Why Mizrahi Jews in Israel Tend to Vote the Way They Do

March 13 2023

The support of Jews from the Arab world was a crucial factor in the rise of the Israeli right in the 1970s, and Mizraḥim remain an important part of the right-wing coalition today. To one left-wing activist, the path to winning over Mizraḥi voters goes through the promotion of the “shared culture” that connects them to Arabs near and far, which can in turn be an antidote to the “anti-Arab racism” that, he claims, has been promoted among Israelis of Middle Eastern ancestry by Ashkenazi politicians. Lyn Julius is unconvinced:

Firstly, what “shared culture” are we talking about? . . . When Arab countries had Jewish communities, Jews interacted with Arabs in business and trade, but each community led siloed lives: intermarriage was rare. Jews spoke their own dialects of Arabic and had their own, self-contained, rich religious culture.

Secondly, the culture of the Jews of Middle East and North Africa was not monolithically Arab. It is true that Jews and Arabs might share a love for the songs of Um Kulthum or Farid al-Atrash. Egyptian singers and films were very popular all over the Arab world in the 1930s and 1940s. But Jews also flocked to the cinema to see the latest American films. Many Jews living in Arab countries were influenced by Western culture, educated in French-speaking schools, bore European names, and many had a marked preference for Edith Piaf over Um Kulthum.

Mizraḥi mistrust of Arabs . . . is real and not the result of Ashkenazi gaslighting. It is borne of bitter experience—a hostility Mizraḥim brought with them from Muslim countries. This is the elephant in the room, ignored or downplayed by the Ashkenazi left: the subliminal memory of Arab and Muslim persecution experienced by parents and grandparents—violent riots, arrests, torture, even executions in the recent past, coupled with the atavistic fears of a vulnerable and servile minority at the mercy of an unpredictable majority. Mizraḥim view the Palestinian jihad against the Jews of Israel as just the latest chapter in a long story of Arab and Muslim anti-Semitism.

And here is another fallacy about “shared culture.” It will not save you from missiles, or a mob which wants you dead, or a government hellbent on scapegoating your people. A “shared culture” did not save the “Arabized Jews” of Iraq, any more than acculturation saved the German Jews from the Nazis.

Read more at Fathom

More about: Israeli politics, Jewish-Muslim Relations, Mizrahim


Leaked Emails Point to an Iranian Influence Operation That Reaches into the U.S. Government

Sept. 27 2023

As the negotiations leading up to the 2015 nuclear deal began in earnest, Tehran launched a major effort to cultivate support abroad for its positions, according to a report by Jay Solomon:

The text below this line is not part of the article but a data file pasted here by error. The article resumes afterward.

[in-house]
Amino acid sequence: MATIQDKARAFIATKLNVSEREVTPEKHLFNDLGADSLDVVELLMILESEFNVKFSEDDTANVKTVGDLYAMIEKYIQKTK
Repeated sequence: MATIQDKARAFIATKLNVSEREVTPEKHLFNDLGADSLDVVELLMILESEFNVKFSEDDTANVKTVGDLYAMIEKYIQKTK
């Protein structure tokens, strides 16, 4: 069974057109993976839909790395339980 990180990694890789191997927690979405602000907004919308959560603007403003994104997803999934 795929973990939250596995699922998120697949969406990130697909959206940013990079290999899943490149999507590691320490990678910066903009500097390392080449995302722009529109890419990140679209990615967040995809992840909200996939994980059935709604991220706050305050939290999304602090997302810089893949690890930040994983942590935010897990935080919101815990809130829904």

In the spring of 2014, senior Iranian Foreign Ministry officials initiated a quiet effort to bolster Tehran’s image and positions on global security issues—particularly its nuclear program—by building ties with a network of influential overseas academics and researchers. They called it the Iran Experts Initiative. The scope and scale of the IEI project has emerged in a large cache of Iranian government correspondence and emails.

The officials, working under the moderate President Hassan Rouhani, congratulated themselves on the impact of the initiative: at least three of the people on the Foreign Ministry’s list were, or became, top aides to Robert Malley, the Biden administration’s special envoy on Iran, who was placed on leave this June following the suspension of his security clearance.

In March of that year, writes Solomon, one of these officials reported that “he had gained support for the IEI from two young academics—Ariane Tabatabai and Dina Esfandiary—following a meeting with them in Prague.” And here the story becomes particularly worrisome:

Tabatabai currently serves in the Pentagon as the chief of staff for the assistant secretary of defense for special operations, a position that requires a U.S. government security clearance. She previously served as a diplomat on Malley’s Iran nuclear negotiating team after the Biden administration took office in 2021. Esfandiary is a senior advisor on the Middle East and North Africa at the International Crisis Group, a think tank that Malley headed from 2018 to 2021.

Tabatabai . . . on at least two occasions checked in with Iran’s Foreign Ministry before attending policy events, according to the emails. She wrote to Mostafa Zahrani, [an Iranian scholar in close contact with the Foreign Ministry and involved in the IEI], in Farsi on June 27, 2014, to say she’d met Saudi Prince Turki al-Faisal—a former ambassador to the U.S.—who expressed interest in working together and invited her to Saudi Arabia. She also said she’d been invited to attend a workshop on Iran’s nuclear program at Ben-Gurion University in Israel. . . .

Elissa Jobson, Crisis Group’s chief of advocacy, said the IEI was an “informal platform” that gave researchers from different organizations an opportunity to meet with IPIS and Iranian officials, and that it was supported financially by European institutions and one European government. She declined to name them.

Read more at Semafor

More about: Iran nuclear deal, U.S. Foreign policy